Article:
Give Your Dream Another Goddamn Shot
How I got a job at Apple… In the midst of the 2008 financial crisis.
It was September 2008. Lehman Brothers had just gone bust and the global financial system was in free-fall. I was back in London for my final year at uni, after spending most of the year abroad, on a student exchange in the US and a summer break at home in Amsterdam. I had a long to-do list, starting with finding a new place to live and, most importantly, getting a part-time job to pay for it. I was about to learn a lesson in life.
A few months earlier I applied for the only job I wanted — the Specialist role at the flagship Apple Store on Regent Street, W1. Located in the stunning, late 19th-century landmark, fitted with Italian sandstone floors and the signature glass staircase it was one of the most seductive retail destinations in London. Right up there with Selfridges and Harrods. More importantly, it was Apple in its Golden Age, when Steve Jobs was at the height of his powers.
Months went by, though, and I haven’t heard anything back from anyone at Apple. No “yes,” but no “no” either. Just dead silence. I read it the only way a shy, insecure, 22-year old can: I wasn’t good enough. I didn’t have the talent or the experience to be hired. Not by what was quickly becoming the most admired and talked about company on the planet.
So that September, when I arrived in London, I wasn’t holding any hopes. My dream job was only that—a dream. I started looking elsewhere. At first at other retail jobs at other well known companies, names I could put on my resume. But company after company, resume after resume, covering letter after covering letter turned to rejection after rejection. It didn’t take long before I was applying for just about any job I could find.
It wasn’t all bad news. In the meantime I managed to find a room in a nice apartment in Bermondsey, SE16, a neighbourhood in London just a short walk away from the river Thames. I instantly fell in love with this rusty, derelict post-industrial hub in the midst of its own little renaissance. I’d go for a stroll on the embankment often, whenever I needed to clear my mind, the sound of water calming me down.
Late one evening, what became almost a ritual, I dumped the job boards and once again headed out for the river. Walking alongside the south bank towards London Bridge I let my mind wander as well. I imagined what would it be like working for Apple. How awesome it must feel to hang out with everyone there, talking all day about technology. Work not just to pay the rent, but to enjoy what you’re doing.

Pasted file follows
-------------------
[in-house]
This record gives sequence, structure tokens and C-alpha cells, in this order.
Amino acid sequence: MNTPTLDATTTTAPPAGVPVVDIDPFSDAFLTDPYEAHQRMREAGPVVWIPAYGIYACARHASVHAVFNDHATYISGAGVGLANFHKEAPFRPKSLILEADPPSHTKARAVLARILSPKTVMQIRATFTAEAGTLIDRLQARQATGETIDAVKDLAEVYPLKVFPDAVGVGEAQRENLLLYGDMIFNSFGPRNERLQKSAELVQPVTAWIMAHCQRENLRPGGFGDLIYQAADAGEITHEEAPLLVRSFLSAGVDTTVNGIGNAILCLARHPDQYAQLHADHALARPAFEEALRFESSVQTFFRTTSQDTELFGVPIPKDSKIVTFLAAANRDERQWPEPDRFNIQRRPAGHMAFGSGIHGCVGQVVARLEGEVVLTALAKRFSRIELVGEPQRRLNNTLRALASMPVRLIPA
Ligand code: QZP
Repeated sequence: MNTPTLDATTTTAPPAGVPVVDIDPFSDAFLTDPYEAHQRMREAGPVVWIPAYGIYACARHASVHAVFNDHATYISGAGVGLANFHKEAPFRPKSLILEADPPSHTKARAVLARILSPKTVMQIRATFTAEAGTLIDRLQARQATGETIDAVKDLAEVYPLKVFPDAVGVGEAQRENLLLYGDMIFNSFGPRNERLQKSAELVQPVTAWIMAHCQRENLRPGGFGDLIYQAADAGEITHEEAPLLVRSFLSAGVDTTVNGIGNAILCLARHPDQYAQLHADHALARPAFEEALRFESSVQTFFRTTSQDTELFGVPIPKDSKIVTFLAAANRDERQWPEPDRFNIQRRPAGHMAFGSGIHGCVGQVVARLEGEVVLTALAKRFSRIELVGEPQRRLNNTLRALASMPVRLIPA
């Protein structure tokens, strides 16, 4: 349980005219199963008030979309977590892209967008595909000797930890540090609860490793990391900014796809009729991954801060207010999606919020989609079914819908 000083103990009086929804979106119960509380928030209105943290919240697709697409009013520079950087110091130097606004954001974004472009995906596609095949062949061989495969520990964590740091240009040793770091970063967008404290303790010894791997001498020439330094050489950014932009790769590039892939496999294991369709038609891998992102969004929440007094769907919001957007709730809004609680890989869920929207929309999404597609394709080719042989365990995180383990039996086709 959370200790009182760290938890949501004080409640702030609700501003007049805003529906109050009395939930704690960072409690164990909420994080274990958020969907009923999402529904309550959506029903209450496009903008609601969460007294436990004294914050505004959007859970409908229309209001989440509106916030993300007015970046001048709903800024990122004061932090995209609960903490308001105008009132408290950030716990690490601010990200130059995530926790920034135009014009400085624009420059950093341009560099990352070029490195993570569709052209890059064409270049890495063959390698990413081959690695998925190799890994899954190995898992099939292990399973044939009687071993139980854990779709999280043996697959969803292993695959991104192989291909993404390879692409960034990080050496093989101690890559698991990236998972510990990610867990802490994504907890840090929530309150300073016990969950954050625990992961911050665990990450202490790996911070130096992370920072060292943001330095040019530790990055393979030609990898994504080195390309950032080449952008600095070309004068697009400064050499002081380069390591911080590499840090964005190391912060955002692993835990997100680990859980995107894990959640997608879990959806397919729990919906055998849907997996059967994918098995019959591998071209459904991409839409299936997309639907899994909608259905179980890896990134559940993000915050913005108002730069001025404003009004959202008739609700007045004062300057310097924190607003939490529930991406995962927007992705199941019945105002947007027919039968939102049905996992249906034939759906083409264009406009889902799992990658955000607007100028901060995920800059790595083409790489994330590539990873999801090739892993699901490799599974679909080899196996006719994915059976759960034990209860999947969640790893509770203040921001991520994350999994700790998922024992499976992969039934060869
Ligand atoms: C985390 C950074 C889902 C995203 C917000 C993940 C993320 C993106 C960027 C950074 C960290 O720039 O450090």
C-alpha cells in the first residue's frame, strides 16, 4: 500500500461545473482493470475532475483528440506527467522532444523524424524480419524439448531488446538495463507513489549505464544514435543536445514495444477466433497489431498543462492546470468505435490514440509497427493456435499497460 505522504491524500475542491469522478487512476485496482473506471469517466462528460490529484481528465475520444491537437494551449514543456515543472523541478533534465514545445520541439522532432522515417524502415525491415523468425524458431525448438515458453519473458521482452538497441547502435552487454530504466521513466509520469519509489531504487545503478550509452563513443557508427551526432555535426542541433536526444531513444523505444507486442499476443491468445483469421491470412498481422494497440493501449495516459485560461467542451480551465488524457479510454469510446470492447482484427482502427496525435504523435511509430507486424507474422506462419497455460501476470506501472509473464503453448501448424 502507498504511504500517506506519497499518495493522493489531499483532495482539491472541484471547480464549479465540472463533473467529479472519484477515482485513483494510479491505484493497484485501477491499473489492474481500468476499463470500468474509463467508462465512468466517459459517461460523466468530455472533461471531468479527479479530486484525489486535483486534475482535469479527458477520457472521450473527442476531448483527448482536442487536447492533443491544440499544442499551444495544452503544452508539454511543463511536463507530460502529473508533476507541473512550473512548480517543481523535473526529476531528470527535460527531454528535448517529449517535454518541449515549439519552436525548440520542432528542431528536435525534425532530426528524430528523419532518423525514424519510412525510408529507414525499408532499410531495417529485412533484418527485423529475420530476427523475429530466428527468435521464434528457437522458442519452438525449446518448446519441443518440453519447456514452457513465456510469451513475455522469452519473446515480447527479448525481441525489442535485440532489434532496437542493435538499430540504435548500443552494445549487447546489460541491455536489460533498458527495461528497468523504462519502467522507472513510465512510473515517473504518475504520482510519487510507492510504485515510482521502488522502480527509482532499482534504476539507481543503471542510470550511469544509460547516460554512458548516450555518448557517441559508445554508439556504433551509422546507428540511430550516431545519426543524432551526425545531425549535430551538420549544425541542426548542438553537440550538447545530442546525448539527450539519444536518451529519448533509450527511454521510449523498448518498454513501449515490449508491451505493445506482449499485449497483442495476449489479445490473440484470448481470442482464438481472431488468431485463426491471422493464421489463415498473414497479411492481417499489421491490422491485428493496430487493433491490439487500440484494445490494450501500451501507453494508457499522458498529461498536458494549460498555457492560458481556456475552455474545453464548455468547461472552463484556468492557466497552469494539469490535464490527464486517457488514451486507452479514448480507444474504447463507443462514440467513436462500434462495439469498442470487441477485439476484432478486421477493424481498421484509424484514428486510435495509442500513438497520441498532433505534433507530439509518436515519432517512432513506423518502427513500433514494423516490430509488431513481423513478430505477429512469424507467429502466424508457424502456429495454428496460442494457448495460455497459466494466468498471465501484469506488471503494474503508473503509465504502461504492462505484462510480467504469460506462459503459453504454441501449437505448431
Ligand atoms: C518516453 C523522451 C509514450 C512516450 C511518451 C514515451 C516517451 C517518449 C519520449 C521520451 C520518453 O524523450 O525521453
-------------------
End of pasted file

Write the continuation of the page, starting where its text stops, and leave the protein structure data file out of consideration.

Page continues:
When I got back home I had only one thing on my mind. I booted up my MacBook and opened Apple’s career site. I started filling up the application form, still unsure why exactly I was doing it. If no other retail chain wanted to hire me, there was no way the most innovative, profitable and arguably the coolest retailer in the world would get back to me. I was certain nothing would come out of it.
You’ve got mail
A week went by without a response. Then, late Tuesday afternoon a red badge popped up on my MacBook’s dock. This was it. An email from from Apple Retail. I took a deep breath, mentally preparing for another rejection. I opened the message, my heart pumping like a race horse. Something was different about this one, though. No, it wasn’t a rejection letter—I just got invited for an interview!
All I can remember is that I prepared, prepared and prepared. And five weeks later, after two rounds of interviews and a week of radio silence I got a phone call. I braced myself for the worse. Praying it wouldn’t be one of the courtesy, thank-you-for-your-time type of conversations I flipped open my Moto RAZR V3i (the iTunes Edition, of course) and answered the call.
It was Gary, one of the Assistant Store Managers at Regent Street. “Hey Piotr, do you have a moment to chat?” he began the conversation. “Yes”, I replied, equally excited and terrified at the same time. “We would love to have you on the team, are you still available?” he continued. I paused for a second, not believing it was true. “Of course!” I finally responded, grinning like a kid in a candy store.
I called my mom, my girlfriend and emailed my dad to tell them I got a job… at Apple! That after weeks and weeks of bad news and dozens of rejection letters I got the job I wanted the most but expected to get the least. To think that none of it would have happened if I gave up on the first try? It felt unreal. I couldn’t believe it. My god, I was so glad I gave it another shot.